Hot answers tagged

16

My question is how to best proceed from here? Send an email pointing out the mistake, and get it corrected. This is not high school, where we can try finding loopholes (to exploit). Wear your professional hat, accept what is intended.


13

You need to write this job off to experience and find other work. You have done it all wrong in terms of freelancing from the beginning. You cannot change it now without repercussions. This is why it's best to operate on an hourly basis. Then if she needs you all day during working hours to do nothing she pays. If you get a 12 hour task you charge for 12 ...


9

I went through this back in the 1990's. We were paid every two weeks, but payday was on the last day of the pay period, the very same day you submitted your (paper) time card. It was great for the employee because there was no lag. From the company standpoint it was a pain. They would have to adjust their accounting because they wouldn't know how much ...


7

Should I ask my manager if he could give me an extra rise because of that undeserved negative evaluation? No. Ask your manager to give you an extra rise because of the value you provide to the company. Ask your manager to give you an extra rise because it will bring you into line with what you are worth on the open market. It would look like I'm asking him ...


6

It's unusual, but ordinarily has no effect: your monthly salary is fixed at 10000, and you get that regular amount each month, and pay the same amount of deductions (tax, insurance, pension...) each month. It may well have a bearing on overtime payments. Four hours' overtime in January would be 0.5 × 476 on your calculation in the question. In February 2021, ...


6

I understand the dilemma that you can't afford to quit because jobs are hard to find, but can you afford to continue working for this person if you're being taken advantage of and you aren't getting paid? How would quitting add any additional hardship? You're not being paid now. If it were me, I'd cease doing any and all work immediately and start looking ...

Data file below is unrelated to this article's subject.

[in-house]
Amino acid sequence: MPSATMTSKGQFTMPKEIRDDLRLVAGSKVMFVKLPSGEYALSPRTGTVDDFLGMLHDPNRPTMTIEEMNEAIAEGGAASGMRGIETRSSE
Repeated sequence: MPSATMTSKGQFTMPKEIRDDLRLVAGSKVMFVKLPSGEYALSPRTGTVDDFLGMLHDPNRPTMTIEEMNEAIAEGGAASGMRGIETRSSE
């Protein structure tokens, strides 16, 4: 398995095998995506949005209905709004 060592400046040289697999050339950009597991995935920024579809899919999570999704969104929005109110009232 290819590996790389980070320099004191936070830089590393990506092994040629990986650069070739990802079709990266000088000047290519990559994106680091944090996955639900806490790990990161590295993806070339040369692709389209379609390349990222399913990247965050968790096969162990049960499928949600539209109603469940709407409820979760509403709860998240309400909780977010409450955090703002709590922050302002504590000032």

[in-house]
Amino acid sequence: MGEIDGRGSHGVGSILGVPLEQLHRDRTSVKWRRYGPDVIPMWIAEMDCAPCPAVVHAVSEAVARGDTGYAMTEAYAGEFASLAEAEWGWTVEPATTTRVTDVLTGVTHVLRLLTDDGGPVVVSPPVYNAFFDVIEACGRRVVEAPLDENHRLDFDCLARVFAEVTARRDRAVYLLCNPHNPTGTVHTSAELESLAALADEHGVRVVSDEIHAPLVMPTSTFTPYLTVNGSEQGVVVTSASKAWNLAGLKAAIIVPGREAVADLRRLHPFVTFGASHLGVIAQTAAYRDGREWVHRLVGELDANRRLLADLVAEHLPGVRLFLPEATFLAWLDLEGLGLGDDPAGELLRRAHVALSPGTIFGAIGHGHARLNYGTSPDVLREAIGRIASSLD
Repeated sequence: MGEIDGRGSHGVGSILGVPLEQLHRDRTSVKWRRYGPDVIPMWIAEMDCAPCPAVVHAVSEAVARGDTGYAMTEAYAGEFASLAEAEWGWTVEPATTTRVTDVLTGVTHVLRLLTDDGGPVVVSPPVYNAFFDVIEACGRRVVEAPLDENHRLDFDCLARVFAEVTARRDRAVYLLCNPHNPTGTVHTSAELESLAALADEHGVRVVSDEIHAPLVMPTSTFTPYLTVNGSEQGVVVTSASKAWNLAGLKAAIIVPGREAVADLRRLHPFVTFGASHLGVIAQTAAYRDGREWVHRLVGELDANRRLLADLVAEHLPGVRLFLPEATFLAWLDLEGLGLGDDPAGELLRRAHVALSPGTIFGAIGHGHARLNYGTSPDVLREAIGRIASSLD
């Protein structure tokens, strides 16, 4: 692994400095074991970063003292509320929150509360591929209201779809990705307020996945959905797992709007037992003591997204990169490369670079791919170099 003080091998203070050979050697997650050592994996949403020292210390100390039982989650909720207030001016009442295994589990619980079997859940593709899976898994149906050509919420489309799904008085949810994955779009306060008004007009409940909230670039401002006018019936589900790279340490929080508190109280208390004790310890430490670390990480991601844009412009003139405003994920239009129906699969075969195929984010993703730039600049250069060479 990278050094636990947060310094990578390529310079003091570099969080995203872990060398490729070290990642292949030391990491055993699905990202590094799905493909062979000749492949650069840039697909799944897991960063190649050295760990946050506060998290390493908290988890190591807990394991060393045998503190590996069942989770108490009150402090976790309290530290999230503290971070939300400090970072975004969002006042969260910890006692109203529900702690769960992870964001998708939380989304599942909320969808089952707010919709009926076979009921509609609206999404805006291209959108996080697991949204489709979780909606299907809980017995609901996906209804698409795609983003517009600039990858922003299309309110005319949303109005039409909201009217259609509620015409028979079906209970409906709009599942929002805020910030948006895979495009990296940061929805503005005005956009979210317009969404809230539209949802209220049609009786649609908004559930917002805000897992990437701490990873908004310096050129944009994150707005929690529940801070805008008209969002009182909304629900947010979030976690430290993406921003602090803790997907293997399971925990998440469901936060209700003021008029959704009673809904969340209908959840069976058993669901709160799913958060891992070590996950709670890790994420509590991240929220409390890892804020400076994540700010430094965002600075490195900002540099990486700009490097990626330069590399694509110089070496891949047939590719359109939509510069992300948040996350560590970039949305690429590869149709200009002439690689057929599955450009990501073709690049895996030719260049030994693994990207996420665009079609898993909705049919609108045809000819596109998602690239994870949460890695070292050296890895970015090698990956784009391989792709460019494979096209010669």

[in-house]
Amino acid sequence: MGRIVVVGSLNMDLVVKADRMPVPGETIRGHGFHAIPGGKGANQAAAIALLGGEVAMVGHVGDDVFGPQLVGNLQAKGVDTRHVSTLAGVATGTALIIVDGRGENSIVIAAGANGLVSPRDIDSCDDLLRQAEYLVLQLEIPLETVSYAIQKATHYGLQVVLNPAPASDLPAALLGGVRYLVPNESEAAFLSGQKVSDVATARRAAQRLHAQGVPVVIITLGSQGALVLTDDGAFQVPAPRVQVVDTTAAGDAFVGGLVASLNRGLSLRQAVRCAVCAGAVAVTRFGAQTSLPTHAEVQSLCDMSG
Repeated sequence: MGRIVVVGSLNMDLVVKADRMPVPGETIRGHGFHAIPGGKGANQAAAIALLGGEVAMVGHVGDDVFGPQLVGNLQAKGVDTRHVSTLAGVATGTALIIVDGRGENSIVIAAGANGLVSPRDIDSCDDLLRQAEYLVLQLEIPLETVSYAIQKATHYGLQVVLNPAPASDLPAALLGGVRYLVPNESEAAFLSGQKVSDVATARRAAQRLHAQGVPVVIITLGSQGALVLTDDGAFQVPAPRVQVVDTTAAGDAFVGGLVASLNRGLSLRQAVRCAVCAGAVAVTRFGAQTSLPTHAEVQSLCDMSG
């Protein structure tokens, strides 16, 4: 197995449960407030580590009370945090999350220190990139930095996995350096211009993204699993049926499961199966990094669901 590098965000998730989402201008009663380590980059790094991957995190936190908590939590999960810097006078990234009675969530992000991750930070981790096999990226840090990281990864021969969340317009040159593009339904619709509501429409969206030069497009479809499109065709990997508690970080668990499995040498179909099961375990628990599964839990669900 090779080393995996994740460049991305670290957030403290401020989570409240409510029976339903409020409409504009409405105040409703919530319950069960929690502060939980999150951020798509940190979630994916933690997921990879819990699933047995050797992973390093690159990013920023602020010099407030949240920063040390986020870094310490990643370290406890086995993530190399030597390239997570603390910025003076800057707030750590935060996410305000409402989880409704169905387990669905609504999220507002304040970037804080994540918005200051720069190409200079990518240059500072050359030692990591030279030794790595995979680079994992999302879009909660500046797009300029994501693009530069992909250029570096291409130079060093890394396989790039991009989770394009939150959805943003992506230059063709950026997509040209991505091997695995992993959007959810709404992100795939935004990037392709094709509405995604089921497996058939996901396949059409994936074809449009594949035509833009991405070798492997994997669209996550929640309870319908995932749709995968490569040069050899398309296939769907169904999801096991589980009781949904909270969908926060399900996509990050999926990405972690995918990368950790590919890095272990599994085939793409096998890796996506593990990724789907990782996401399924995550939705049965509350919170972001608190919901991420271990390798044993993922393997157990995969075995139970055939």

5

You're putting in the work, not being told to do unpaid overtime or anything else. Which is good, it shows commitment and a good work ethic. But it's not grounds for trying to get a new contract sorted. You're an intern, this is the sort of thing you do if you want to impress. Are you being taken advantage of? Yes & NO. You're taking advantage of ...


4

One unintended consequence: sometimes you need to submit paycheck stubs as proof of income. Like some apartments may require you make 2-3 times the rent on an apartment. So if you get paid weekly then, using that calculation method, February would result in higher income than in January. So, if you're close in income to the 2-3x limit, already, then maybe ...


4

This is standard practice in, e.g. Russia. If you work the entire month without paid or unpaid leave, you get your monthly fixed salary. However, if you, e.g. take paid time off, you do not get the salary for the missed working days, but you get — for lack of a more accurate term — "vacation money". Since the latter is a fixed rate averaged over ...